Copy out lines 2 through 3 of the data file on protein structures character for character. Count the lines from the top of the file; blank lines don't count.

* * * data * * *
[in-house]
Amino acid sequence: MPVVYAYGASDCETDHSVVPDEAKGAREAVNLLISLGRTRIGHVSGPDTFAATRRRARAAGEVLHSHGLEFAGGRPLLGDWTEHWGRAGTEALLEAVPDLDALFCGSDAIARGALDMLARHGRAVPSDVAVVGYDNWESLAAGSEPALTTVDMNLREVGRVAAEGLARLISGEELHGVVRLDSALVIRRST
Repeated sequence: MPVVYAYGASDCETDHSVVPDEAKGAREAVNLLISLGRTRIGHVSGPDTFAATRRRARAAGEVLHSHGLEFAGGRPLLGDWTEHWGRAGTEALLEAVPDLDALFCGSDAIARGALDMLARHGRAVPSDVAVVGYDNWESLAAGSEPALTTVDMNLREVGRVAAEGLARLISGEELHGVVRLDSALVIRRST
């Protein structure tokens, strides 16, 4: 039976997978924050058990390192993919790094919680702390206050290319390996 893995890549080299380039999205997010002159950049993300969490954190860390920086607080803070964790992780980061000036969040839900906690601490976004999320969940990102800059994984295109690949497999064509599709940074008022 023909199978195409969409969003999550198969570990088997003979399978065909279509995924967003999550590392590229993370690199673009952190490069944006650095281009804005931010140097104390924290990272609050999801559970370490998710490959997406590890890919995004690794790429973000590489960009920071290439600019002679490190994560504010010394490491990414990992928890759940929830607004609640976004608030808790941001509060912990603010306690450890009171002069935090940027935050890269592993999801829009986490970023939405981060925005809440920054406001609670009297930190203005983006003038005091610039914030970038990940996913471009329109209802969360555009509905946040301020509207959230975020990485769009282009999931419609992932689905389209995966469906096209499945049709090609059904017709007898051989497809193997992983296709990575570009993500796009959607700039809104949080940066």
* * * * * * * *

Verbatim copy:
Amino acid sequence: MPVVYAYGASDCETDHSVVPDEAKGAREAVNLLISLGRTRIGHVSGPDTFAATRRRARAAGEVLHSHGLEFAGGRPLLGDWTEHWGRAGTEALLEAVPDLDALFCGSDAIARGALDMLARHGRAVPSDVAVVGYDNWESLAAGSEPALTTVDMNLREVGRVAAEGLARLISGEELHGVVRLDSALVIRRST
Repeated sequence: MPVVYAYGASDCETDHSVVPDEAKGAREAVNLLISLGRTRIGHVSGPDTFAATRRRARAAGEVLHSHGLEFAGGRPLLGDWTEHWGRAGTEALLEAVPDLDALFCGSDAIARGALDMLARHGRAVPSDVAVVGYDNWESLAAGSEPALTTVDMNLREVGRVAAEGLARLISGEELHGVVRLDSALVIRRST